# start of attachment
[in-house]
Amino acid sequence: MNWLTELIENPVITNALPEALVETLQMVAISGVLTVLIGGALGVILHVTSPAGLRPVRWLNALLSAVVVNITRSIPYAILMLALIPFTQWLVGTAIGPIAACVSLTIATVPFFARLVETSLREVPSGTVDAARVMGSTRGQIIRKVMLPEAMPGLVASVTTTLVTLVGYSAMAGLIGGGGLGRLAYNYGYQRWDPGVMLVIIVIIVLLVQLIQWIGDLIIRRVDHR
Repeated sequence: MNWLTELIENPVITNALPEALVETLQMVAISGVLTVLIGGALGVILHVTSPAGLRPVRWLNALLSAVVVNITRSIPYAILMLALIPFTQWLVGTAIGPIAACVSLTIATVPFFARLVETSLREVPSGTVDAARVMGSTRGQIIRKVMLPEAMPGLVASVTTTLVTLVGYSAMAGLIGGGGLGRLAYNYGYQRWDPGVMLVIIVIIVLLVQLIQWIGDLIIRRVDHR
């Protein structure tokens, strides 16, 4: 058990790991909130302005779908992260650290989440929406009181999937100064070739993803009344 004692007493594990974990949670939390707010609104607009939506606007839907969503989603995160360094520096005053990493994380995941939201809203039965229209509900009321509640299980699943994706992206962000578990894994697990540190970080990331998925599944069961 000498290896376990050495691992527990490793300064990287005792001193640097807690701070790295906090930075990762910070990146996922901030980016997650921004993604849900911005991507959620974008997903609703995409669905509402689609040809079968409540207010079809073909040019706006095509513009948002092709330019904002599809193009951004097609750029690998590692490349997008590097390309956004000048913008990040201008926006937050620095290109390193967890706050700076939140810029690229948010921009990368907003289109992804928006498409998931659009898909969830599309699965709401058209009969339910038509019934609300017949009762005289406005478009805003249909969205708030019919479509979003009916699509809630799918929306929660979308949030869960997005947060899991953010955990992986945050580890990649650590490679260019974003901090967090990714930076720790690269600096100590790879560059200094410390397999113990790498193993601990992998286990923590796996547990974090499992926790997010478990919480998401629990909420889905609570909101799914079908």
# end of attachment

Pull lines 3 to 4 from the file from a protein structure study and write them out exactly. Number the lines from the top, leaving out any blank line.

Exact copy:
Repeated sequence: MNWLTELIENPVITNALPEALVETLQMVAISGVLTVLIGGALGVILHVTSPAGLRPVRWLNALLSAVVVNITRSIPYAILMLALIPFTQWLVGTAIGPIAACVSLTIATVPFFARLVETSLREVPSGTVDAARVMGSTRGQIIRKVMLPEAMPGLVASVTTTLVTLVGYSAMAGLIGGGGLGRLAYNYGYQRWDPGVMLVIIVIIVLLVQLIQWIGDLIIRRVDHR
């Protein structure tokens, strides 16, 4: 058990790991909130302005779908992260650290989440929406009181999937100064070739993803009344 004692007493594990974990949670939390707010609104607009939506606007839907969503989603995160360094520096005053990493994380995941939201809203039965229209509900009321509640299980699943994706992206962000578990894994697990540190970080990331998925599944069961 000498290896376990050495691992527990490793300064990287005792001193640097807690701070790295906090930075990762910070990146996922901030980016997650921004993604849900911005991507959620974008997903609703995409669905509402689609040809079968409540207010079809073909040019706006095509513009948002092709330019904002599809193009951004097609750029690998590692490349997008590097390309956004000048913008990040201008926006937050620095290109390193967890706050700076939140810029690229948010921009990368907003289109992804928006498409998931659009898909969830599309699965709401058209009969339910038509019934609300017949009762005289406005478009805003249909969205708030019919479509979003009916699509809630799918929306929660979308949030869960997005947060899991953010955990992986945050580890990649650590490679260019974003901090967090990714930076720790690269600096100590790879560059200094410390397999113990790498193993601990992998286990923590796996547990974090499992926790997010478990919480998401629990909420889905609570909101799914079908």